Iurev, Boris Nikolaevich

The following article is from The Great Soviet Encyclopedia (1979). It might be outdated or ideologically biased.

Iur’ev, Boris Nikolaevich

 

Born Oct. 29 (Nov. 10), 1889, in Smolensk; died Mar. 14, 1957, in Moscow. Russian scientist in the field of aerodynamics. Academician of the Academy of Sciences of the USSR (1943). Lieutenant general in the technical engineering branch (1944). A student of N. E. Zhukovskii.

After graduating from the Moscow Higher Technical School in 1919, Iur’ev taught there until 1929, becoming a professor in 1925. He helped organize the Central Aerodynamic and Hydro-dynamic Institute, the N. E. Zhukovskii Air Force Engineering Academy (where he taught from 1920 to 1949), and the S. Ord-zhonikidze Aviation Institute in Moscow (where he taught from 1930 to 1940). From 1944 to 1950 he was chairman of the Commission on the History of Technology of the Academy of Sciences of the USSR. Beginning in 1950, he was head of the laboratory of applied aerodynamics at the Institute of Mechanics of the Academy of Sciences of the USSR.

In 1910–11, Iur’ev, together with G. Kh. Sabinin, developed a theory of the propeller, in which the flow produced by the propeller was associated for the first time with the blade geometry; he derived formulas for calculating relative velocities near a propeller blade in the case of a finite number of blades, refining Zhukovskii’s vortex theory of a propeller. He also worked on the inductive drag of wings. In 1912, Iur’ev constructed a full-scale model of a single-rotor helicopter, which was displayed in Moscow at the Second International Exhibition on Aeronautics and won a gold medal. The development of the Soviet helicopter industry dates to 1930, when Iur’ev built the first experimental helicopter, the TsAGI-EA-1. In 1941, Iur’ev and I. P. Bratukhin built the Omega two-rotor helicopter, which was first demonstrated at the Tushino air show in 1946.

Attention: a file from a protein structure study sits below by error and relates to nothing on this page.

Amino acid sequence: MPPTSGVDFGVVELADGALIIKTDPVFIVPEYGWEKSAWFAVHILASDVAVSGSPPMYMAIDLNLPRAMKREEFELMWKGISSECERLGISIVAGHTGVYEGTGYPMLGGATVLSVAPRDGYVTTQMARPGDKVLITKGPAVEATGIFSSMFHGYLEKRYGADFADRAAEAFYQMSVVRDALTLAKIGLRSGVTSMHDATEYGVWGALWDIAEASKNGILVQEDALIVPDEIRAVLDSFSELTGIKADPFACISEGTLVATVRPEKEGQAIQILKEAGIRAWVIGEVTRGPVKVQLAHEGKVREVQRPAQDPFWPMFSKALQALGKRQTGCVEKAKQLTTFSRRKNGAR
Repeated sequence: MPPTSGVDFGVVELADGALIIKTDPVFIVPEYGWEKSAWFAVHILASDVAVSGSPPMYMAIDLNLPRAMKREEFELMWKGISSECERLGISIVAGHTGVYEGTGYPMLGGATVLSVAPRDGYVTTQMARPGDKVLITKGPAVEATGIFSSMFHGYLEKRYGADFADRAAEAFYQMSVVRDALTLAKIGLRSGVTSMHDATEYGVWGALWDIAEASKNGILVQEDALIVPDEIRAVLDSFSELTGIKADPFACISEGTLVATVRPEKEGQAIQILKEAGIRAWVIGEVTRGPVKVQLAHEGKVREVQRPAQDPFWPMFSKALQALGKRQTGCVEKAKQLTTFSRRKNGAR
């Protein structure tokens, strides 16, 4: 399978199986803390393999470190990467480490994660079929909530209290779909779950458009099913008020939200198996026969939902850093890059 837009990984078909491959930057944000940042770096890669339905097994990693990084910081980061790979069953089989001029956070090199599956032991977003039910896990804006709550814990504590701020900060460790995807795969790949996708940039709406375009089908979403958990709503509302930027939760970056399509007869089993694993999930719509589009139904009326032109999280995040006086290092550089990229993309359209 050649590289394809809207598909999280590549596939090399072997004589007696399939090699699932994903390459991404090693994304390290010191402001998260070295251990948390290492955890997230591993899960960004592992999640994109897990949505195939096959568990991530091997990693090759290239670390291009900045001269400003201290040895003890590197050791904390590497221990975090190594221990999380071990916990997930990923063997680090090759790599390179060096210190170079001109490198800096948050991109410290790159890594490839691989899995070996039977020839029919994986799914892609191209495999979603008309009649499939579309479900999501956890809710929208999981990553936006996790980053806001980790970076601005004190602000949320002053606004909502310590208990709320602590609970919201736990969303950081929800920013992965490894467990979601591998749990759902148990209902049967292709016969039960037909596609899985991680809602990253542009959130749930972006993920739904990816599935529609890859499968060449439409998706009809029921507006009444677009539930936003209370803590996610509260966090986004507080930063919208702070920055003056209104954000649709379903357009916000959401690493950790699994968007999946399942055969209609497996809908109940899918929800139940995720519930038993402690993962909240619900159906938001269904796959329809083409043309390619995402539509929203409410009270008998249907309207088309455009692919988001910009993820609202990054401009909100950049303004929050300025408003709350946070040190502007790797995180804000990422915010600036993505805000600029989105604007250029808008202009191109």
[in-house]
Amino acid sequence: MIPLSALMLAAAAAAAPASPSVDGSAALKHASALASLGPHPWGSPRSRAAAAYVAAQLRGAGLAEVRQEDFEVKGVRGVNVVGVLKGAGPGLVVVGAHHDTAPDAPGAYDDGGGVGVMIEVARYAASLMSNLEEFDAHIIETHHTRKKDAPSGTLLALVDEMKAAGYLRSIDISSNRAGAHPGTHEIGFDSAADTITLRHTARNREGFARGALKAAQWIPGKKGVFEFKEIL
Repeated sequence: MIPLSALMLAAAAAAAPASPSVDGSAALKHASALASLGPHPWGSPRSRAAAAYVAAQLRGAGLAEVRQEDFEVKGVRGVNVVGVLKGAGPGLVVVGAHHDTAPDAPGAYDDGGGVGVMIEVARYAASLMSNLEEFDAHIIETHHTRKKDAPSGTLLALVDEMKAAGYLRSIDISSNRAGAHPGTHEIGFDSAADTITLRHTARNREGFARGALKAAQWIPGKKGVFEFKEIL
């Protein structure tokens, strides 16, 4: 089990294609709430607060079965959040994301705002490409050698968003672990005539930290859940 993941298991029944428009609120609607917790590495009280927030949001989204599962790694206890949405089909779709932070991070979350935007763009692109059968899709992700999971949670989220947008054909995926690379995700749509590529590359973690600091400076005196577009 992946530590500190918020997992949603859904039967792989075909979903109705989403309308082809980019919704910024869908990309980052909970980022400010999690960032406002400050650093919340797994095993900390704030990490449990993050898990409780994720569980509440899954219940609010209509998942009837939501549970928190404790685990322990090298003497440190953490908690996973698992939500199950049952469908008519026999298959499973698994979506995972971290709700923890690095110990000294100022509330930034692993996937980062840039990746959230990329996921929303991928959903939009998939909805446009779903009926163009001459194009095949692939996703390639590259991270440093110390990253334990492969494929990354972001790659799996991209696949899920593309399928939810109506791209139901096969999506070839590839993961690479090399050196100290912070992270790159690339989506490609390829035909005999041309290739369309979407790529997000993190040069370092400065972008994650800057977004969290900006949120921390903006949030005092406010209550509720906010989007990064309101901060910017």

Iur’ev received the State Prize of the USSR (1943, 1946). He was also awarded two orders of Lenin, two other orders, and various medals.

WORKS

Izbrannye trudy, vols. 1–2. Moscow, 1961.
The Great Soviet Encyclopedia, 3rd Edition (1970-1979). © 2010 The Gale Group, Inc. All rights reserved.